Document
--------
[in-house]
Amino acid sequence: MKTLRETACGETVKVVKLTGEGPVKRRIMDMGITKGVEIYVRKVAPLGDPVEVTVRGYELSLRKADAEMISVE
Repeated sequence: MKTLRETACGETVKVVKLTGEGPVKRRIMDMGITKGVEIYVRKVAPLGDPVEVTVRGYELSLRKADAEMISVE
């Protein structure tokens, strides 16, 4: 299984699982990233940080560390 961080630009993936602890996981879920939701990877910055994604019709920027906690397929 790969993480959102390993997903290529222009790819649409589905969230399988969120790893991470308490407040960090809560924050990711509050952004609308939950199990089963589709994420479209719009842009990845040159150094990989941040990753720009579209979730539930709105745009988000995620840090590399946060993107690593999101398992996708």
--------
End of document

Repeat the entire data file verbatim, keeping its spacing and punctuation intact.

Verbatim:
[in-house]
Amino acid sequence: MKTLRETACGETVKVVKLTGEGPVKRRIMDMGITKGVEIYVRKVAPLGDPVEVTVRGYELSLRKADAEMISVE
Repeated sequence: MKTLRETACGETVKVVKLTGEGPVKRRIMDMGITKGVEIYVRKVAPLGDPVEVTVRGYELSLRKADAEMISVE
């Protein structure tokens, strides 16, 4: 299984699982990233940080560390 961080630009993936602890996981879920939701990877910055994604019709920027906690397929 790969993480959102390993997903290529222009790819649409589905969230399988969120790893991470308490407040960090809560924050990711509050952004609308939950199990089963589709994420479209719009842009990845040159150094990989941040990753720009579209979730539930709105745009988000995620840090590399946060993107690593999101398992996708």